- The checklists are all json files, there's no UI for creating the checklist. In fact, there's no CRUD for checklists at all, they are flatfile managed with a text editor. This is not ideal, but building an editor might not be too rough. The main thing is that checklist creation is a developer operation.
- There is no UI for associating checklists with role/users or grouping the checklists. Everyone sees all of the checklists and then self-selects which checklist they want to add to their plate. It looks like the tasks are all user-specific, so you couldn't have a checklist that was divided up amongst a team, it is all single-user focused. I suppose you could create a dummy team user that multiple people had access to, but that seems icky. Similarly, while you can see other user's tasks, you can't take one of their tasks and help them out by doing it.
- There's no context for the tasks. If you had two new employees or two VMs to provision, you would have to do them one at a time. Adding a second checklist while you have a first in progress just gives you a pile of duplicated tasks that have no context as to which initial action they are related to. You can add a note to the initial checklist assignment like "SE3: Jane Doe" which will give some context for that assignment, but I don't see where that is related to the tasks. If the tasklist showed "Checklist Name - Checklist Note" in the table, then at least you could keep them separate.
Otherwise, I would love for this to work. I am in academia where we have two problems that this impacts: 1) we have lots of bureaucracy 2) we have lots of turnover in IT staff because we pay poorly. For both of these reasons, having a checklist tool would be fantastic.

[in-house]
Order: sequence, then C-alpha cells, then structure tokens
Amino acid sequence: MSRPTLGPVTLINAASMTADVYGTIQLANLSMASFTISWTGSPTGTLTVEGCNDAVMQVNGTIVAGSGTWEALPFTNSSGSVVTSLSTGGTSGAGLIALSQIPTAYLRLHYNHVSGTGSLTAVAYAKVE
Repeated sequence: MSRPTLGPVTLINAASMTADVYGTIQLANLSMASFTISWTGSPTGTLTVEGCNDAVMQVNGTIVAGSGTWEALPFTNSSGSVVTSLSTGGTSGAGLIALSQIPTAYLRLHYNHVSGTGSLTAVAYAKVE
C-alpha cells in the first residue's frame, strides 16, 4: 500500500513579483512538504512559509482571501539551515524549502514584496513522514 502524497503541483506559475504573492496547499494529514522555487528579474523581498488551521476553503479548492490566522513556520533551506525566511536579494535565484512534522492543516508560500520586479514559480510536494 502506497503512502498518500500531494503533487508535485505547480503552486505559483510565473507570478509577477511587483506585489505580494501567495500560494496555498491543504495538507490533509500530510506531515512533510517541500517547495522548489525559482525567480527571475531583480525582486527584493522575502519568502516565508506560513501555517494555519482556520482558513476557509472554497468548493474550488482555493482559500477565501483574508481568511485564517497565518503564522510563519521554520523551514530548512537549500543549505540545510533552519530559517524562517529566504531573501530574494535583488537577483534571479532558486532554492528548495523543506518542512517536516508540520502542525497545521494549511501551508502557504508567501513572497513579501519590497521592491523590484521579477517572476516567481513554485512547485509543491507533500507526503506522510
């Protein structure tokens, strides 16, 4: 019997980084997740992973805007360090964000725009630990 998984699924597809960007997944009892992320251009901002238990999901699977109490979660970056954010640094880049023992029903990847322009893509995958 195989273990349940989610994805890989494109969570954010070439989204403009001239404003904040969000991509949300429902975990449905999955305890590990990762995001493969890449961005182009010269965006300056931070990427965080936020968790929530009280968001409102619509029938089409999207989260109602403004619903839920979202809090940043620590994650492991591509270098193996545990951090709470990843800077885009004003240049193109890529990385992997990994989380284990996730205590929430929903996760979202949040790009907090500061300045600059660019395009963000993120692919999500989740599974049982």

Devs: please comment!
As the person who converted the tasks to JSON, I can say IT TOOK A LONG TIME. If there was a front end or an easier way to do this, it would be much easier to use. An editor would be my #1 feature request.
- We wanted everyone to see every checklist, but the idea of having checklists shared by a team would be REALLY USEFUL for us too. Think about a team who shares onboarding tasks for a user. I would love to add that functionality.
- If you feel comfortable, you could create these as issues in the repo so that we could share them and see if folks want to tackle them. We saw this as a first step to meet a need, and would love to see it improve.
I see it as the beginning of a platform to change how individuals (or mankind) manage knowledge overall. Future features involve exploiting the internals for collaboration (linking instances, sharing data, subscribing to each others' data, mobile, etc)
Feedback or participation are appreciated. If one has any interest at all, I suggest signing up for the (~monthly?) announcements list at least.
They sound down right proud of their bureaucracy.
so you can see exactly what's required. The checklist program has made it easier for new employees to keep track of the tasks (and is easier for many people to follow.)
Many, many mature organizations probably have more than 60 tasks to complete to fully onboard a new employee. If you really want to see what inefficiency looks like, put your head in the sand on those 60 items and wait to perform each of them when they become urgent.
Furthermore, 18F doesn't control the onboarding process of (other) government agencies.
1. Ask employee to bring in a blank check.
2. [+1 day] Use check to complete direct deposit form.
3. [+2 weeks] Check with employee to make sure direct deposit went through.
We're 10% of the way there and we haven't done any sort of actual orientation, set up any accounts, or done any training.